All I could think at this point was, Dear god please let him not destroy my saddle. My beautiful new saddle. My precious...gollum gollum....

He tore up the hill and slowed near us. Prancing around Q and I. He halted behind her finally. I snatched up the (thank god still intact and not broken) reins and proceeded to force him to back all the way down that goddamn hill. Q following placidly behind. <3 her.

At the bottom I reprimanded both - now hot - horses as they tried to walk ahead of me as we walked toward Jeremy.

The short of it, we both remounted, thanked a worried Dee who had ran from her bath where she'd witnessed the whole thing to come check on us (she was clothed no worries), and headed back to the barn on a loose rein without issue.

I called it a day then. Jeremy and Q got lots of praise. Griffin go a single itty bitty tiny little peppermint treat with his brushing before I released the Kraken to his field.

My ankle is still hurting. RICE until better. Very much considering not riding the shitlord until post-Fort Valley. I don't want to risk another worse injury!

Monday, September 23, 2013

I bought a saddle

Because clearly, reading about several other bloggers purchasing sweet new saddles and various other expensive tack items wasn't enough, I decided I'd drop some dolla dolla bills y'all and get a saddle, too.

No, but in all seriousness - I BOUGHT A SADDLE!

An Ansur Classic to be precise.

And it was my biggest equine purchase investment to date.

After completing the Virginia Highlands 55 in Mary's Ansur (race 2 in this saddle) and having nearly zero soreness and being able to ride my own horses 2 days post-ride, I was convinced I needed this saddle.

The fit of the Wintec on Q isn't bad at all. But its not perfect. The Ansur is treeless, thus less of a fit issue when compared to treed saddles. And despite being a treeless, I have had very little issue mounting from the ground on the trail.

I rode Q for 8 miles in Mary's Ansur in early August with zero issue. I rode her in a borrowed Ansur from Mary for 10 miles the weekend prior and again this past Friday for another 14.5 miles with no issue. In fact, Q moved freer in the Friday ride than she has of late. She felt as though she were absolutely floating at times - and that's saying something because this little mare floats and bounces lightly along almost always as is!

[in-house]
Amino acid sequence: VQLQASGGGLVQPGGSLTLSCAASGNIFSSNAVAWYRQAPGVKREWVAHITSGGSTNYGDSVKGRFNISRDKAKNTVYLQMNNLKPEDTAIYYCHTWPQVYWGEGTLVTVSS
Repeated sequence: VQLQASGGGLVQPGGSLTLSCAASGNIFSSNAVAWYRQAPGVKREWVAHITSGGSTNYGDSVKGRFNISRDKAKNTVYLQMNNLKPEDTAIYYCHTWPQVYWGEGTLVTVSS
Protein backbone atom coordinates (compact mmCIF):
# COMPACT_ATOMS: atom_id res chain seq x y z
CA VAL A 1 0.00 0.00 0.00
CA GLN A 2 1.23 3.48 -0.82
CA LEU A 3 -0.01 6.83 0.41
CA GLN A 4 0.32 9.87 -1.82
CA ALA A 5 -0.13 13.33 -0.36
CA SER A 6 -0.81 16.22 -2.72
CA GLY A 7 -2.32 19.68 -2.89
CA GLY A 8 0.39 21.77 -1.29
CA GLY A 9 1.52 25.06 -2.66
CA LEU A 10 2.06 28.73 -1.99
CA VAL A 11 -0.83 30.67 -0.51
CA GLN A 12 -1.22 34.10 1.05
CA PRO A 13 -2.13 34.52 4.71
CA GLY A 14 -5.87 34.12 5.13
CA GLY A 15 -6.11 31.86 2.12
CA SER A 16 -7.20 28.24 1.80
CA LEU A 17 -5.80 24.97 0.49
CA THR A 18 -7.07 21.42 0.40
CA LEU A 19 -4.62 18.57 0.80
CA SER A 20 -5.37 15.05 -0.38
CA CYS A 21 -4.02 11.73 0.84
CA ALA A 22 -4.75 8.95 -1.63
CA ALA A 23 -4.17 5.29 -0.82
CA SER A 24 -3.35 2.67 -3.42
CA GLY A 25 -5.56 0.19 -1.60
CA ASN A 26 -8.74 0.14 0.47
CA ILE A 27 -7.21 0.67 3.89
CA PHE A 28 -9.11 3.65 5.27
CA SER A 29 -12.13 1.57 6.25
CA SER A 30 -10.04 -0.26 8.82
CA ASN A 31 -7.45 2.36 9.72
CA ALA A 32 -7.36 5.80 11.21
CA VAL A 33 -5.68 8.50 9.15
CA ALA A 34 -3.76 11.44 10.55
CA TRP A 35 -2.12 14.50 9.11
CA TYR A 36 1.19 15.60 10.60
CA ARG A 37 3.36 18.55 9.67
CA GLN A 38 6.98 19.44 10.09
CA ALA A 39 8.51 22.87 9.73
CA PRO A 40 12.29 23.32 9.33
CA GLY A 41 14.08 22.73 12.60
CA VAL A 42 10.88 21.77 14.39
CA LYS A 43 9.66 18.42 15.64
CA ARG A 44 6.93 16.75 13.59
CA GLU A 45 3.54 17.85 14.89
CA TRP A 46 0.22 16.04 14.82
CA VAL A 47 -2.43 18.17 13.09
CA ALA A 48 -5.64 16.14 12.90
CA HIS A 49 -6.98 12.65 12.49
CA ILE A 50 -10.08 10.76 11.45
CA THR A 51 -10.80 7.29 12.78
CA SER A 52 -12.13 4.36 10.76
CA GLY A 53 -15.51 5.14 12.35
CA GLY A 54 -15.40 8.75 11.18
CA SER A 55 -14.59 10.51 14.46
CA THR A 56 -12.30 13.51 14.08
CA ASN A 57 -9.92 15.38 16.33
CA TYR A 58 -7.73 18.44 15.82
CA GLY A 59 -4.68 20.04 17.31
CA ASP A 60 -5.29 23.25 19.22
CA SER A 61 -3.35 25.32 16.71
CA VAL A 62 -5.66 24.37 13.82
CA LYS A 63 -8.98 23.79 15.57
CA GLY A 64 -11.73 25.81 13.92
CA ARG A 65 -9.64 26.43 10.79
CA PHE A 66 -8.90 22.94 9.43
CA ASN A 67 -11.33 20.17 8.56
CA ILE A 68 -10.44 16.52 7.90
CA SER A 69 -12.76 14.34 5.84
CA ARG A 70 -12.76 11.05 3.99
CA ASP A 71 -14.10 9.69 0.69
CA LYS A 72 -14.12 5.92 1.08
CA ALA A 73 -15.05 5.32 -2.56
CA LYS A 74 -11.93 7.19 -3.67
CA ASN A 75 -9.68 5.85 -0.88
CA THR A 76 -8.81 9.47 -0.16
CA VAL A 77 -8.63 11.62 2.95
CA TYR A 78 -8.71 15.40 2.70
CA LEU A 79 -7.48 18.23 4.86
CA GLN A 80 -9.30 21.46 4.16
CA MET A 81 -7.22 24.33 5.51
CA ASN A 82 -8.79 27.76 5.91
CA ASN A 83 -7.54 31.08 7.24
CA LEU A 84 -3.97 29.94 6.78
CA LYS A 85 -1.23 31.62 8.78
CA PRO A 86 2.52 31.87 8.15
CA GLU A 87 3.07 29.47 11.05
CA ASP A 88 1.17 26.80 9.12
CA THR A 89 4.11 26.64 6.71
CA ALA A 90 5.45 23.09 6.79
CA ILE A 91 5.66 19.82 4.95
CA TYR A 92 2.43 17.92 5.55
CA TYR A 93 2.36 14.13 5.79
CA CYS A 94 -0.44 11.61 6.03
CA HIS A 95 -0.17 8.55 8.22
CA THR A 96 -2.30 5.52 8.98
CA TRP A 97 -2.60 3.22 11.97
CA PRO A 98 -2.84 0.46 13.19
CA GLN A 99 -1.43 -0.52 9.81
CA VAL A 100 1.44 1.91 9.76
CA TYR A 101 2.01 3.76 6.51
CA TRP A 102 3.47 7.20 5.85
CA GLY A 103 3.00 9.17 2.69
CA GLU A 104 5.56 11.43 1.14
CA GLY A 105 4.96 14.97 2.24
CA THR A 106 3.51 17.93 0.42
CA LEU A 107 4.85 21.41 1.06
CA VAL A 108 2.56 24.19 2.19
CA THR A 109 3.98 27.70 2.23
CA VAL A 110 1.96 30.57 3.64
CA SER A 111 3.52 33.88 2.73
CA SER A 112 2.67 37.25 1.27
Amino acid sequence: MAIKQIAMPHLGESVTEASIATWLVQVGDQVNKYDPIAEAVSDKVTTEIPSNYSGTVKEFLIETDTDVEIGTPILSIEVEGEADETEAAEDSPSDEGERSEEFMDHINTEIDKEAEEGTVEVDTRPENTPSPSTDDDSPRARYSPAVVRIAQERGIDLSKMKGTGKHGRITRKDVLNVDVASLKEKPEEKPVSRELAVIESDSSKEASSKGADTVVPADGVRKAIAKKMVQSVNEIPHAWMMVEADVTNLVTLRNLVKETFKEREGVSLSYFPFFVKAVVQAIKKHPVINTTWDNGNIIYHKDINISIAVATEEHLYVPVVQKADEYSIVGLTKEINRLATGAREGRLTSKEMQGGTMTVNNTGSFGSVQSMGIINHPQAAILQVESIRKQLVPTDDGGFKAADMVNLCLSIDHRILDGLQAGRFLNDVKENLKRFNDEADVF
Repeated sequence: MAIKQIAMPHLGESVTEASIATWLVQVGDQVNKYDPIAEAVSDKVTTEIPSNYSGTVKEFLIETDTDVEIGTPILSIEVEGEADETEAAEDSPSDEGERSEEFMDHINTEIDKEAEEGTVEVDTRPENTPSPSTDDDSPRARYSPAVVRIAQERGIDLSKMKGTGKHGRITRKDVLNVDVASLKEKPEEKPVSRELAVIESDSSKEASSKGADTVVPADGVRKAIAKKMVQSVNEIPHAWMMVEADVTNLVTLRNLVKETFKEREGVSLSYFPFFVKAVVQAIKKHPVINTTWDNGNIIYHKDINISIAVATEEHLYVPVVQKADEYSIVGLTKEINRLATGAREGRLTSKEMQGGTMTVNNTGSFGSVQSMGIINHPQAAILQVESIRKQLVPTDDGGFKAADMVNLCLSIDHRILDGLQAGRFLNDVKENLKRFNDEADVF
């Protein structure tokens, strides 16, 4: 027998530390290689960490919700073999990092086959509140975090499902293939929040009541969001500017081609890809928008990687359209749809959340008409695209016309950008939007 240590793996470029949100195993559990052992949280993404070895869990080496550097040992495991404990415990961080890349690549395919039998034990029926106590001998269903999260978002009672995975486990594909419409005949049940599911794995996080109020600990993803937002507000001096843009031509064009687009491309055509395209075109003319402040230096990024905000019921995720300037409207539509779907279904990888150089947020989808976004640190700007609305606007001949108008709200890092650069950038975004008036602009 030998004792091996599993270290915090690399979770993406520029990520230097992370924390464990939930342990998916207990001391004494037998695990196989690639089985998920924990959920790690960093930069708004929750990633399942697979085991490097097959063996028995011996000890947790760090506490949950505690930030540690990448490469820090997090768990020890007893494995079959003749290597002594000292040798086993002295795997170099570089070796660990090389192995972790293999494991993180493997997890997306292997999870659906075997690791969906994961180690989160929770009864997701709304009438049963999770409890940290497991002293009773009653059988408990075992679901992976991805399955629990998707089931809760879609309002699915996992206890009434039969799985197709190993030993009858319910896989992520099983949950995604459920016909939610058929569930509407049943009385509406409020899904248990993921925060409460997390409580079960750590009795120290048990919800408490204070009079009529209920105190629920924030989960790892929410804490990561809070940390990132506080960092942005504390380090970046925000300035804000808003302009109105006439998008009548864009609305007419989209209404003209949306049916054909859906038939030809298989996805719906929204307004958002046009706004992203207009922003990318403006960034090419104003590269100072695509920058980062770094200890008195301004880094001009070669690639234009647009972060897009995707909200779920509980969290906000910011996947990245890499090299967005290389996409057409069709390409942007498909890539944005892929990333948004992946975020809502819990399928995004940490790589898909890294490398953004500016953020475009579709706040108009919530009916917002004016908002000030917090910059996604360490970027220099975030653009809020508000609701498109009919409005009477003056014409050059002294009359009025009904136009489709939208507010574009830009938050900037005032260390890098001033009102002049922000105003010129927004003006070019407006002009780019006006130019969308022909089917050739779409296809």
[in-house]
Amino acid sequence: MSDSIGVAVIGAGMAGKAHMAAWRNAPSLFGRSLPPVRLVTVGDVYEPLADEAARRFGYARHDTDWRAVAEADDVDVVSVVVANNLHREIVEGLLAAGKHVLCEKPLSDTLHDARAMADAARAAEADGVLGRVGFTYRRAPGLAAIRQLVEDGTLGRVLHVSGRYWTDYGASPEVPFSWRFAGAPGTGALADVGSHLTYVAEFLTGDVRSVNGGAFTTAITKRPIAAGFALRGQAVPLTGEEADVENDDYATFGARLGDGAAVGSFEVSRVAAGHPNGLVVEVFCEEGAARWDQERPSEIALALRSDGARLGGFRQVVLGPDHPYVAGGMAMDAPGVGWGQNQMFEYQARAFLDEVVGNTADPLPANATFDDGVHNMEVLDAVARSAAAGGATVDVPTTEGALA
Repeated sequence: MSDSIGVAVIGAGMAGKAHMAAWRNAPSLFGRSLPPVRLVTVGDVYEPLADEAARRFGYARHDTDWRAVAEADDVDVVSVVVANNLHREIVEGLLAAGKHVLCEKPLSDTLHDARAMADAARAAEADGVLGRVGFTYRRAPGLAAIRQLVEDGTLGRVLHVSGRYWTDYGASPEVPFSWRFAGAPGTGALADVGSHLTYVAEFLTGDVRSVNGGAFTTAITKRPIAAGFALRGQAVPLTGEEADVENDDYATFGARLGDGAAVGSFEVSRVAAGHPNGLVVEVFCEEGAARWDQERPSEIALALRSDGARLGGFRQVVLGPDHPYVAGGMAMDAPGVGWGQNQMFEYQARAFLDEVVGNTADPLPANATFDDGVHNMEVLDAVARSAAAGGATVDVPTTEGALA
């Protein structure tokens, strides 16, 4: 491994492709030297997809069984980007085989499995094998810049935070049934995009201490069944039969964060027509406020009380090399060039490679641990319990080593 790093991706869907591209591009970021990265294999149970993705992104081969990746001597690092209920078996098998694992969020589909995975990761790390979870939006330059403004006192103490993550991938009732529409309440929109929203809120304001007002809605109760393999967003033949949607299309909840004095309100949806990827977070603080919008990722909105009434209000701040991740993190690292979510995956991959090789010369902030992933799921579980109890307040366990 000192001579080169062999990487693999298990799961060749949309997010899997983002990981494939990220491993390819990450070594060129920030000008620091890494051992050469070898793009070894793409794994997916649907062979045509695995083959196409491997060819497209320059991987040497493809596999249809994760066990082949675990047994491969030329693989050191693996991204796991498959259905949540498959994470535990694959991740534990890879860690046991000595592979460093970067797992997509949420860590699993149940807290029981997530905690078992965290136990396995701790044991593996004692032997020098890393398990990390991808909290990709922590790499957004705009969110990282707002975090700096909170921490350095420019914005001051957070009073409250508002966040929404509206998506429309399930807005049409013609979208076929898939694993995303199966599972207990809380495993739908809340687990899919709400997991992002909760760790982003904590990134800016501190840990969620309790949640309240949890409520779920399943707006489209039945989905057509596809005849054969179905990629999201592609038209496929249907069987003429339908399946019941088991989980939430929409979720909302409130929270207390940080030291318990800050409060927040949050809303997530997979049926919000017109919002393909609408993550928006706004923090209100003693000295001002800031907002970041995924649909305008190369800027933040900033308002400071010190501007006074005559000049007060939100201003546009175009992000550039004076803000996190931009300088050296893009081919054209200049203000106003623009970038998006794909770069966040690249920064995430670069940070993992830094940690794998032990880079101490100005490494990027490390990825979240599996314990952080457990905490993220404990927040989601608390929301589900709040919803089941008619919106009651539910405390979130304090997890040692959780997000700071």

I really wanted to say something on here when I found this saddle and when I purchased it and when I got the tracking number so we could all obsessively stalk it to my door together, but I just couldn't. I'm one of those people who is convinced that if I talk too much about what seems like too good a thing then it just won't happen.

And thus I only told a couple people. Only one horse person. I knew once it arrived, if it was truly in the condition in the photos, then I'd get to blab all about it.

And show up it did. And in such amazing shape!! It was really a STEAL at the price I found it for when you consider what they sell for new and what you usually find an older model like this one in this condition priced at. I base these facts on help I received from Mary, who has served as an Ansur rep for years.

The purchase was a little risky though as I found the ad on Mesa, AZ. For anyone insanely new to this blog, I live in WV. Craigslist isn't exactly what you think of for secure internet purchases! But I emailed the lady and she got right back to me wanting me to call. I refused to call until I could see further photos. She sent them! Satisfied with what I saw, I took the plunge and called. She was polite and amiable on the phone. We discussed price/shipping/payment options and it was all squared away! She shipped it the following day and I had it within a week of shipment. Nicely wrapped, packaged, and boxed (which I believe the sticker on the box shipped USPS ground said was only $24 for anyone wondering what it costs to ship a saddle).

Happy happy happy.

I'm currently awaiting a Toklat Woolbak dressage girth (because the borrowed mohair/neoprene from Mary did not make Q's skin happy AT ALL) from the Distance Depot and then we'll be all set!

Onward to happy, long trails!

Saturday, September 21, 2013


Photos of Q being awesome. I love her.

Life is super busy as far as work is concerned for the next two weeks. Readers will have to settle with becoming viewers of photos for awhile!

She totally walked between the two motorcycles like it was NOTHING.
High mountain meadow
I love her I love her I love her I love her

Thursday, September 19, 2013

Climbing Seneca (again)

Seneca Rocks climbing - it never gets old! Its the closest climbing from home for me at 40 minutes away. Franklin is about an hour and a half. Coopers and Snake Hill are about an hour and a half, as well.  And the infamous New River Gorge/Summersville Lake/Meadow River Gorge area is 2½ hours. And that's all just climbing in WV!

Seneca is the most unique though. Its fin formation is the highest of its kind east of Devils Tower, WY.

Our leader on this trip is an old guide on Seneca. He and I had been planning to climb it together for ages now - so nice to finally DO it. Our other friend Dylan joined us for his first trip up. This trip had very special meaning to him as he spread his grandparents ashes from the summit per his grandfather's wish. Pretty crazy stuff!

So without further ado, have a ton of photos from my 6th trip up Seneca!

Before shot!
Really showing off how much rock there is here
My friend Mike, leader for the day and a used-to-be guide at Seneca
Routes 33 and 28; Spruce Knob high peak trending top left distance; Allegheny Mtn. high peak in center distance
Not perfect posture, but seriously, y'all, this is like an 8' fin with hundreds of feet of vertical to my left and right.
You don't wanna fuck that shit up.
Worth viewing at full size. Feel free to giggle at Mike in a heap with the very girly Seneca log book in his hand.
After shot
Such an awesome day!